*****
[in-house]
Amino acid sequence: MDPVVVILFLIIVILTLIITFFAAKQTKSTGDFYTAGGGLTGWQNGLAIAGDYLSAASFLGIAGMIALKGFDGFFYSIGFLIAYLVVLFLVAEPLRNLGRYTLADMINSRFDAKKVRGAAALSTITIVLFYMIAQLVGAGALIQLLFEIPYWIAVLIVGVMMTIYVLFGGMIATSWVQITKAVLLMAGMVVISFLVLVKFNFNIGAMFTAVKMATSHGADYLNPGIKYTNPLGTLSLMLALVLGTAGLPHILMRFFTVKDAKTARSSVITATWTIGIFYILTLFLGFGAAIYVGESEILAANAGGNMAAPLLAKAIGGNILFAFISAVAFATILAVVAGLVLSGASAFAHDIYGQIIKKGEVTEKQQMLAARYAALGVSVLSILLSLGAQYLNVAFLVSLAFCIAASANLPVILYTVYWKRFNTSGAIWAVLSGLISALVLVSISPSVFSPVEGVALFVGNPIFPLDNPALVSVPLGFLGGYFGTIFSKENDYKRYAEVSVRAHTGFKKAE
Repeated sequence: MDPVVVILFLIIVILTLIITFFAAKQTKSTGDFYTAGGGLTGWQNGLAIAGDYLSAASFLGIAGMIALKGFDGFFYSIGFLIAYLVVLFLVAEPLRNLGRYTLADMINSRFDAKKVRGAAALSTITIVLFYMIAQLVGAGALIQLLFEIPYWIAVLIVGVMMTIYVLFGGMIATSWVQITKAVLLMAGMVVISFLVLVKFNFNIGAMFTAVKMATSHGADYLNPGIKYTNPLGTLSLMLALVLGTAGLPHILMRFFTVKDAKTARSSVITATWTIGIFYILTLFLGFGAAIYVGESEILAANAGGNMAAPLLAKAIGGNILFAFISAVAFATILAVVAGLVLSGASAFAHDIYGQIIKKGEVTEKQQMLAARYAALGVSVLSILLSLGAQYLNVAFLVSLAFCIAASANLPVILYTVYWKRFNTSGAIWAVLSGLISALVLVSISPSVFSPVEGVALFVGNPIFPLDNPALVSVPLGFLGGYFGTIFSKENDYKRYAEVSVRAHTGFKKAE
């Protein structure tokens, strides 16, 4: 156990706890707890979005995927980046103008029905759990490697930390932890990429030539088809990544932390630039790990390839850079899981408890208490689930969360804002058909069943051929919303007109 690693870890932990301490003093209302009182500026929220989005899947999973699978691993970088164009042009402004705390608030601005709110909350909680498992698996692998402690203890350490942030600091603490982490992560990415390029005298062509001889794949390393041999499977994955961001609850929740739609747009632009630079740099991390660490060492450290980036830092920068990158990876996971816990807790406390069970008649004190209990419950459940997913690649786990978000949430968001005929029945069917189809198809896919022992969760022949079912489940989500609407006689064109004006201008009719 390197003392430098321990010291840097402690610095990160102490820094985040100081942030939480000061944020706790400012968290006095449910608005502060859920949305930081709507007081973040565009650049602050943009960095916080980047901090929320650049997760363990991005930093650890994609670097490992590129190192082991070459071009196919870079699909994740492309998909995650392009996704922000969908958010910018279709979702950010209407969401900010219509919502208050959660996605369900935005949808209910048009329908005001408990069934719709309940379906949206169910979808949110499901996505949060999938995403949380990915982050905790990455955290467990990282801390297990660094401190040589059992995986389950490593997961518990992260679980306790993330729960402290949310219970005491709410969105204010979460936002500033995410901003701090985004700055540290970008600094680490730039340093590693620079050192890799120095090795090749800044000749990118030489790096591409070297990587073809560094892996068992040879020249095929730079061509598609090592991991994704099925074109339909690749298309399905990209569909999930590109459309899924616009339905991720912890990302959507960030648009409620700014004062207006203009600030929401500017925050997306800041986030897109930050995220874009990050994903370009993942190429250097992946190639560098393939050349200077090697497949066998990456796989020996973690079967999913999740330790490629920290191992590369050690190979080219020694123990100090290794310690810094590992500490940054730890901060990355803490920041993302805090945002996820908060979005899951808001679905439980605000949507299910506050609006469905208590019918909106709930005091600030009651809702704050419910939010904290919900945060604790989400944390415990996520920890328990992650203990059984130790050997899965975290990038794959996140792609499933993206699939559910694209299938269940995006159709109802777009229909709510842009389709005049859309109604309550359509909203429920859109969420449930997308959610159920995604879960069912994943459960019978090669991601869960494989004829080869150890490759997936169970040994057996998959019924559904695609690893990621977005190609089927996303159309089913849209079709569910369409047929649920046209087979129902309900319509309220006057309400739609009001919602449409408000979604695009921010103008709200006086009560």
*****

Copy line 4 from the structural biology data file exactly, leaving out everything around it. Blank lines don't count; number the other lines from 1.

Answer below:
């Protein structure tokens, strides 16, 4: 156990706890707890979005995927980046103008029905759990490697930390932890990429030539088809990544932390630039790990390839850079899981408890208490689930969360804002058909069943051929919303007109 690693870890932990301490003093209302009182500026929220989005899947999973699978691993970088164009042009402004705390608030601005709110909350909680498992698996692998402690203890350490942030600091603490982490992560990415390029005298062509001889794949390393041999499977994955961001609850929740739609747009632009630079740099991390660490060492450290980036830092920068990158990876996971816990807790406390069970008649004190209990419950459940997913690649786990978000949430968001005929029945069917189809198809896919022992969760022949079912489940989500609407006689064109004006201008009719 390197003392430098321990010291840097402690610095990160102490820094985040100081942030939480000061944020706790400012968290006095449910608005502060859920949305930081709507007081973040565009650049602050943009960095916080980047901090929320650049997760363990991005930093650890994609670097490992590129190192082991070459071009196919870079699909994740492309998909995650392009996704922000969908958010910018279709979702950010209407969401900010219509919502208050959660996605369900935005949808209910048009329908005001408990069934719709309940379906949206169910979808949110499901996505949060999938995403949380990915982050905790990455955290467990990282801390297990660094401190040589059992995986389950490593997961518990992260679980306790993330729960402290949310219970005491709410969105204010979460936002500033995410901003701090985004700055540290970008600094680490730039340093590693620079050192890799120095090795090749800044000749990118030489790096591409070297990587073809560094892996068992040879020249095929730079061509598609090592991991994704099925074109339909690749298309399905990209569909999930590109459309899924616009339905991720912890990302959507960030648009409620700014004062207006203009600030929401500017925050997306800041986030897109930050995220874009990050994903370009993942190429250097992946190639560098393939050349200077090697497949066998990456796989020996973690079967999913999740330790490629920290191992590369050690190979080219020694123990100090290794310690810094590992500490940054730890901060990355803490920041993302805090945002996820908060979005899951808001679905439980605000949507299910506050609006469905208590019918909106709930005091600030009651809702704050419910939010904290919900945060604790989400944390415990996520920890328990992650203990059984130790050997899965975290990038794959996140792609499933993206699939559910694209299938269940995006159709109802777009229909709510842009389709005049859309109604309550359509909203429920859109969420449930997308959610159920995604879960069912994943459960019978090669991601869960494989004829080869150890490759997936169970040994057996998959019924559904695609690893990621977005190609089927996303159309089913849209079709569910369409047929649920046209087979129902309900319509309220006057309400739609009001919602449409408000979604695009921010103008709200006086009560």